If Minions Don’t Conquer The World, Brands Will; Criteo Is Back From The Brink

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Hungry For More

The movie “Minions: The Rise of Gru” would be a box office hit even without swarms of TikTok-obsessed users – aka “Gentleminions” – showing up to screenings dressed in suits. That’s organic.

But the Minions marketing team is also going to town with an absolutely ridiculous comarketing spree. Some examples include a branded banana cream Olipop soda, a Hippeas snack line, HelloFresh meal kits, packaged salads, vegan muffins … There are too many examples, so check out these two TikTok roundups

Food and beverage brands really do love their co-branding deals.

But Minions isn’t the only example from this week. On Monday, Taco Bell announced that a product launch with the Kellogg’s-owned snack brand Cheez-Its had run out of supplies after a few days. Sorry to those who wanted but didn’t get their mitts on a giant novelty Cheez-It cracker.

Major studios have a long history of co-marketing deals, although the new Minions flick takes the cake. Speaking of, you can now get co-branded Minions banana pancakes from IHOP. But co-branded snack partnerships are also major data-gathering opportunities. 

The Taco Bell Cheez-It Crunchwrap Supreme was only available to customers who ordered directly through the website or app. Yummy first-party data. 

Last year, Mondelez told investors that a line of co-branded Pokemon Oreos was the company’s most successful launch ever – and they launched exclusively to ecommerce shoppers.

Criteo’s Wild Ride

A few years ago, Criteo faced an existential crisis. Apple’s privacy policies seemed purpose-built to take the company. Criteo faced a campaign by hedge fund short-sellers who considered it fraudulent. For a period in 2020, Criteo traded below the value of its cash and owned assets.

But Criteo weathered those tempests and has now taken the lead in the programmatic retail media category, Insider reports.

But the competition is immense and Criteo will constantly have to prove its worth. Although Criteo just won a bakeoff with Publicis-owned CitrusAd for the Macy’s business, it lost Walmart – a former Criteo client – when the retailer defected to partner with The Trade Desk. 

Even so, Criteo’s position has become defensible. Heck, you can even make the bull case for Criteo once again.

CitrusAds, its closest rival, is actually not so close. And now that Citrus is part of Publicis, it’s likely that other hold cos will prefer to work with a vendor like Criteo rather than a solution provider owned by another agency holding company. Even in-house retail platforms often quietly continue to use third-party tech, Criteo being the default.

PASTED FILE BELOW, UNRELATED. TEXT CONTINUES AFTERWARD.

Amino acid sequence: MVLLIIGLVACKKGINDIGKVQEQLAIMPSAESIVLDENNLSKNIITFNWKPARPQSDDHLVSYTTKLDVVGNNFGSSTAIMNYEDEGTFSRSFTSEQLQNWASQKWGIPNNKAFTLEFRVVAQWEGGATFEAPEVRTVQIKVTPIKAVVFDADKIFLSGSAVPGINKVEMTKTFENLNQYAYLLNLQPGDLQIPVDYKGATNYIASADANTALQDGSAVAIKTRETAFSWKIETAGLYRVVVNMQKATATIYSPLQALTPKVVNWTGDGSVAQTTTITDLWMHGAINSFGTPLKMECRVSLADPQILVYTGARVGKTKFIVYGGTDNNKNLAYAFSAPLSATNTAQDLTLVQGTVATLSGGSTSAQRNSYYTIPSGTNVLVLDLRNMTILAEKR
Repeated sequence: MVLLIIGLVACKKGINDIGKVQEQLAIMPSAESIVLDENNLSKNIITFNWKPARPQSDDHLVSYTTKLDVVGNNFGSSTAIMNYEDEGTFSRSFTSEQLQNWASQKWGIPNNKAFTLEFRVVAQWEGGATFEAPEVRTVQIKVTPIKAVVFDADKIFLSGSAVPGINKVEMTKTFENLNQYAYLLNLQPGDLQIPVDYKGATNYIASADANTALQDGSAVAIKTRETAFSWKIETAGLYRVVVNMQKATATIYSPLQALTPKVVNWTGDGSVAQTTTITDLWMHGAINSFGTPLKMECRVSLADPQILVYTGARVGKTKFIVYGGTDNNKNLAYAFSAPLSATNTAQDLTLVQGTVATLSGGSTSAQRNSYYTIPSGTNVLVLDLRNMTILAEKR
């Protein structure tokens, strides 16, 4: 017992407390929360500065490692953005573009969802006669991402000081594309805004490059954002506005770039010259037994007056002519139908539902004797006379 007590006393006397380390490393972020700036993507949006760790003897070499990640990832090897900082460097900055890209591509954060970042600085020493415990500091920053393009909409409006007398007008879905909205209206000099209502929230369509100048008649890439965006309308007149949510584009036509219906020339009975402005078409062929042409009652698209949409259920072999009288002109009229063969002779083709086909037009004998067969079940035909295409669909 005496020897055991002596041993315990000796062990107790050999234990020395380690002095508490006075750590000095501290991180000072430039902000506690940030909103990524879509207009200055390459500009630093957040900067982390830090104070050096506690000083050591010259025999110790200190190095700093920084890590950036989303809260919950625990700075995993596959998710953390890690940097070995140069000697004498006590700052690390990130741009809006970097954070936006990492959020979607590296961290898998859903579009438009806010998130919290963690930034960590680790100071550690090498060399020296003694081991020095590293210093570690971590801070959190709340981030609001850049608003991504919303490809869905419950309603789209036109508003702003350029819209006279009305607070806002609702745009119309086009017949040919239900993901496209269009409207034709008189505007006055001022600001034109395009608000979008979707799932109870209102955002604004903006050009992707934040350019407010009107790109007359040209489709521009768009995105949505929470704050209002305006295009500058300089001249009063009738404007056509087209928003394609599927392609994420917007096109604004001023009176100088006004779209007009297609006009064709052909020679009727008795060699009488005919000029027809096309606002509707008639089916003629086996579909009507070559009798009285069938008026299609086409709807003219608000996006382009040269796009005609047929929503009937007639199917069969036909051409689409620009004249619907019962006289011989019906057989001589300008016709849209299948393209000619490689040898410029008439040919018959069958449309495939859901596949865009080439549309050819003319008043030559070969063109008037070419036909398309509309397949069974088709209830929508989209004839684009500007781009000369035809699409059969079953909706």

It’s hard for retailers to shut down demand generators, despite strategic conflicts. Target acquired the delivery service Shipt in 2017 and announced the end of its Instacart partnership. Five years later, Instacart still carries Target inventory.

Grubs Or Gripes?

Amazon will include restaurant delivery as part of its seemingly endless ecommerce repertoire.

Just a week after rolling out new performance analytics for advertisers based on grocery store data, Amazon added Grubhub delivery to its consumer Prime offering.

As of Wednesday, Prime members get a year-long membership to Grubhub, which includes free delivery from certain restaurants and other discounts.

Amazon also gets a 2% stake in Grubhub’s US business, although that stake can rise to as high as 15% depending on performance. The deal between Amazon and Grubhub parent company Just Eat Takeaway will renew annually, WSJ reports.

The move is mutually beneficial. Prime gets even stickier and although competitors such as DoorDash and Uber Eats have seen their stock prices drop recently, Just Eat shares swelled 22% in European markets on news of the partnership with Amazon.

The deal also extends Amazon further into advertising beyond its marketplace. Grubhub offers advertising services and has its own mobile performance marketing business.

But Wait, There’s More!

Google quietly cuts access to an API that discloses sensitive user data. [Adweek]

Binge while ye can. The age of peak TV is ending. An age of entertainment austerity is beginning. [Bloomberg]

Eric Seufert on the DMA and the “content fortress-ification” of the app economy. [Mobile Dev Memo]

Google blocks popular messaging app KakaoTalk’s update in South Korea over a third-party billing dispute. [Android Police]

Horizon Media jumps into the burgeoning B2B media agency space. [Digiday]

You’re Hired!

Comscore appoints CFO Jon Carpenter as its next CEO. [Ad Age]

Comcast Advertising names a new president, James Rooke. [release]

Johanna Mayer-Jones will lead WaPo’s global client and agency partnerships. [Capitol Communicator]

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